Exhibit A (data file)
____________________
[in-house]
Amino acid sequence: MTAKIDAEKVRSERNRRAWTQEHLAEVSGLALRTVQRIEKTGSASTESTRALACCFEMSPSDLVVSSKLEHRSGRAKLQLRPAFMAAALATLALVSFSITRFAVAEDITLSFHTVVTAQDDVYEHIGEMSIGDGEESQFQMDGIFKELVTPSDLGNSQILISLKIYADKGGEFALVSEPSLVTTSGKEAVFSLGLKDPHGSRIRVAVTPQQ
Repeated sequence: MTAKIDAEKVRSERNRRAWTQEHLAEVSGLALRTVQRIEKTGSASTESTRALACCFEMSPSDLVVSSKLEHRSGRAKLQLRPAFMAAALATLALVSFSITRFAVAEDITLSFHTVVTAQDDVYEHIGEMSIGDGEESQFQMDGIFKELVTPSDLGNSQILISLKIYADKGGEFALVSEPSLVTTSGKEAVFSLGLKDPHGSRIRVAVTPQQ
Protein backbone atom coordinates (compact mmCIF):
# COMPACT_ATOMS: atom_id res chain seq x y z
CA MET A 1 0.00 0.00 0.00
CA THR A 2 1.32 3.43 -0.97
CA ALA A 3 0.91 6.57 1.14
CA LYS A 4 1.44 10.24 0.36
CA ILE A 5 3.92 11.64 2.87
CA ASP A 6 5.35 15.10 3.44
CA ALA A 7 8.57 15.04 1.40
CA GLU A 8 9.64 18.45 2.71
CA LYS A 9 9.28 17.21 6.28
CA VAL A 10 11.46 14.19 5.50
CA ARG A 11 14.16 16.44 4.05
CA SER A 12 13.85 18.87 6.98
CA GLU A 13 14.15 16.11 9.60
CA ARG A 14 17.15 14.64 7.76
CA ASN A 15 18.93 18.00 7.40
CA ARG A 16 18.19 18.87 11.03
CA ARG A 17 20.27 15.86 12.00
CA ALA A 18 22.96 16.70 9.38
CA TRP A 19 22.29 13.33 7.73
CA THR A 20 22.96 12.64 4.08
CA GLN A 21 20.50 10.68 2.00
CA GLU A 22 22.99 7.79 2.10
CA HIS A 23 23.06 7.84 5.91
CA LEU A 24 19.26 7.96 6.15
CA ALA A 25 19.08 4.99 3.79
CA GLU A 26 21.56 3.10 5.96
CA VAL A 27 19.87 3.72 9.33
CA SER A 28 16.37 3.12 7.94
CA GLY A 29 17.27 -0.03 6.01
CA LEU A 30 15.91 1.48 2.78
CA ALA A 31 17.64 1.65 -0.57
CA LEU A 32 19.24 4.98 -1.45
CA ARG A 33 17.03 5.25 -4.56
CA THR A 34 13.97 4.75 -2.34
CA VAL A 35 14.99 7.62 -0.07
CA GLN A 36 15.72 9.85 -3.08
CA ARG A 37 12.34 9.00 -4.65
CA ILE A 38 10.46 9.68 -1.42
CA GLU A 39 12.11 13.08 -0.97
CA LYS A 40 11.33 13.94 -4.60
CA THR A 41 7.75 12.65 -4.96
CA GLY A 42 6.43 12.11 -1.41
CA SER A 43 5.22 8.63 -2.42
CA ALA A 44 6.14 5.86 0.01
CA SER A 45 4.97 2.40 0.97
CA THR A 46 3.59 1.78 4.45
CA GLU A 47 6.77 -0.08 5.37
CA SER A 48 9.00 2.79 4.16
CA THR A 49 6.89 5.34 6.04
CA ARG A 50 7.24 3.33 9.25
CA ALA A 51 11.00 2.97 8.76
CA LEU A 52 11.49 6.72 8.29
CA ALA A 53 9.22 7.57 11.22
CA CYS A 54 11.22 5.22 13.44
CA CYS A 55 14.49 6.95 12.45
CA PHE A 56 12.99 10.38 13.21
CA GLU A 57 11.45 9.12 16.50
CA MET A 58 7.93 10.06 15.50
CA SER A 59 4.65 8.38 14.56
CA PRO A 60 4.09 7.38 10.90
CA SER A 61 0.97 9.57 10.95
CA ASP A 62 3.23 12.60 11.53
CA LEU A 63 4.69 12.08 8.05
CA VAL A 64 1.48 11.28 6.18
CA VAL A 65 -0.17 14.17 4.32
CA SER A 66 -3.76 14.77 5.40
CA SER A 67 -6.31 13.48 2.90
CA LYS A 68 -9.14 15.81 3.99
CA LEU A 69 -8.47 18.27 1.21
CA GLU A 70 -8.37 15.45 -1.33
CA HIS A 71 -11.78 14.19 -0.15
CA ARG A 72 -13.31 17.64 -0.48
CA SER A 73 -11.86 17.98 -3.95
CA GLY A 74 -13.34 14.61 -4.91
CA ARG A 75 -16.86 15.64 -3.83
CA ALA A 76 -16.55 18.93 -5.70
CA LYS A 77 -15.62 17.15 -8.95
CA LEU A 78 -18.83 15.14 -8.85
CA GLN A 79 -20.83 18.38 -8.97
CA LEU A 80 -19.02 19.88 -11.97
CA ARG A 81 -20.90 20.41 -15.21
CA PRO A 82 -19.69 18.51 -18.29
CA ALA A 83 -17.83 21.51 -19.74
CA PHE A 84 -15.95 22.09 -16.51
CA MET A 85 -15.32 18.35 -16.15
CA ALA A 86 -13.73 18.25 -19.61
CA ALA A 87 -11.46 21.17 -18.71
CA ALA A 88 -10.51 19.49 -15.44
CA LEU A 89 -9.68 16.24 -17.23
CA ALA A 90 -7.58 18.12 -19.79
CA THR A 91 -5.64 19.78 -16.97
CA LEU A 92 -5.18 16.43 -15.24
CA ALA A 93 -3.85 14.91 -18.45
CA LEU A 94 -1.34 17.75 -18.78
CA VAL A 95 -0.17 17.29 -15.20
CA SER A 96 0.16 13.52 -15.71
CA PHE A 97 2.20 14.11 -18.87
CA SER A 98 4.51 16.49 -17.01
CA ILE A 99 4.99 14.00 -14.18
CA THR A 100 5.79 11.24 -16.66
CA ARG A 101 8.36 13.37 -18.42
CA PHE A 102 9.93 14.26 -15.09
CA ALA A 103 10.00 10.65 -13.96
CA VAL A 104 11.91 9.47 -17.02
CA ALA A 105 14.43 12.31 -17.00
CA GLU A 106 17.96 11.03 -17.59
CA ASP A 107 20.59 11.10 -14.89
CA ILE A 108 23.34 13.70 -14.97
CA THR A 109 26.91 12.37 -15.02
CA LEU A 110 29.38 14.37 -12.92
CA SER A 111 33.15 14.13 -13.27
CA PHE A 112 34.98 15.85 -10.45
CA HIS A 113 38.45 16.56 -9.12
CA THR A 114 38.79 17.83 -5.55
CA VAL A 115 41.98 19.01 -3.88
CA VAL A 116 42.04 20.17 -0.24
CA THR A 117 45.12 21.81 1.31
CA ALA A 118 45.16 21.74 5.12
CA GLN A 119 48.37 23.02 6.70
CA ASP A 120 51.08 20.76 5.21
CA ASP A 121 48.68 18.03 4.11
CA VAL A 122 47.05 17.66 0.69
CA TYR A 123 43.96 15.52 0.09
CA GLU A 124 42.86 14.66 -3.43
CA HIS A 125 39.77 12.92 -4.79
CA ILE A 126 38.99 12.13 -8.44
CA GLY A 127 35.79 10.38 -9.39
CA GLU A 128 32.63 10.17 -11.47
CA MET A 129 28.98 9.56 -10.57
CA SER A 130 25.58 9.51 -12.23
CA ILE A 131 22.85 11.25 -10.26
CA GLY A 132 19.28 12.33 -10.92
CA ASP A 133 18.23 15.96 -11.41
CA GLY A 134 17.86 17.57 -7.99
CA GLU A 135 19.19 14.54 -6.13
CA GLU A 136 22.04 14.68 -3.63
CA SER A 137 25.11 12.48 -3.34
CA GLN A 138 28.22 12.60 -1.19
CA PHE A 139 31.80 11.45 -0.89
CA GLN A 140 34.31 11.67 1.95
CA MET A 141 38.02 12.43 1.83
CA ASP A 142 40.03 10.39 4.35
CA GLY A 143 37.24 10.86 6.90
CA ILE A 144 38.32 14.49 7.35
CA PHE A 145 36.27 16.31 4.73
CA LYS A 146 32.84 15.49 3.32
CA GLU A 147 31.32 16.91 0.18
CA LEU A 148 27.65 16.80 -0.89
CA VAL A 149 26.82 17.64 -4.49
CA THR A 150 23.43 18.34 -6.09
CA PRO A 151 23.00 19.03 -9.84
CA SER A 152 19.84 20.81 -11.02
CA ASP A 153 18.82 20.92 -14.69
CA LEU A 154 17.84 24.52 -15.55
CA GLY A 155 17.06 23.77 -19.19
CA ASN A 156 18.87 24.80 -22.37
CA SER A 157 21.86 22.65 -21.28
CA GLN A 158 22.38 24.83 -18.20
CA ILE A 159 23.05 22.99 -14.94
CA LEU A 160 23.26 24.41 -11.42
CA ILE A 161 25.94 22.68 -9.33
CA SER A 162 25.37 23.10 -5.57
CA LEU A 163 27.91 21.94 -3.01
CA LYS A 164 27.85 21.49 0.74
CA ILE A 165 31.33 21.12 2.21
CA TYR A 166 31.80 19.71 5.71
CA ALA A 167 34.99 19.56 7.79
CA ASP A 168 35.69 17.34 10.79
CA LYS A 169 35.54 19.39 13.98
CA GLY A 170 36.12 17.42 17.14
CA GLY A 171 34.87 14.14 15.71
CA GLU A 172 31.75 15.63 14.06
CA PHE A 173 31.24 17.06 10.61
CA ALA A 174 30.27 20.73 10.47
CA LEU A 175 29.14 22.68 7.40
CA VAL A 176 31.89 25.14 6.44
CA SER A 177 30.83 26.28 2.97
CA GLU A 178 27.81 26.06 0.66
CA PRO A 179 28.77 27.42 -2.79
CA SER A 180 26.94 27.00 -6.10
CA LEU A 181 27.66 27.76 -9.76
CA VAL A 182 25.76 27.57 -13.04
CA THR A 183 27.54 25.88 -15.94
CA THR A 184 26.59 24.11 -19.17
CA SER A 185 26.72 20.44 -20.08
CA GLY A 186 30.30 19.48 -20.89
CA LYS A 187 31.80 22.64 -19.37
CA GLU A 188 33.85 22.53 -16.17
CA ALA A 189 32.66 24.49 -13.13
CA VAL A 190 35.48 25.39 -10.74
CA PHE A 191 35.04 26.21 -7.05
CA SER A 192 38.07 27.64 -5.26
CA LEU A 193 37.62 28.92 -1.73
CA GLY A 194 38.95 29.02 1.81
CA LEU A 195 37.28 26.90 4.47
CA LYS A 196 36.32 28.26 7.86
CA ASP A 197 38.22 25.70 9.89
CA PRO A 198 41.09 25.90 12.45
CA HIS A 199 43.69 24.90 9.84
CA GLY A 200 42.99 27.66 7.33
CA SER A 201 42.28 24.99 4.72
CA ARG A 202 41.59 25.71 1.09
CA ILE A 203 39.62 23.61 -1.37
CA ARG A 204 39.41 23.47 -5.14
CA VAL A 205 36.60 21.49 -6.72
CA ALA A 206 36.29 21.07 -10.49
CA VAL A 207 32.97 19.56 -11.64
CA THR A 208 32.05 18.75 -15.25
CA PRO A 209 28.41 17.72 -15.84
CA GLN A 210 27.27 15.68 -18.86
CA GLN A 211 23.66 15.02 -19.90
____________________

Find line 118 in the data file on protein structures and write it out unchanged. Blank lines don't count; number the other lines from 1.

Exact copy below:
CA HIS A 113 38.45 16.56 -9.12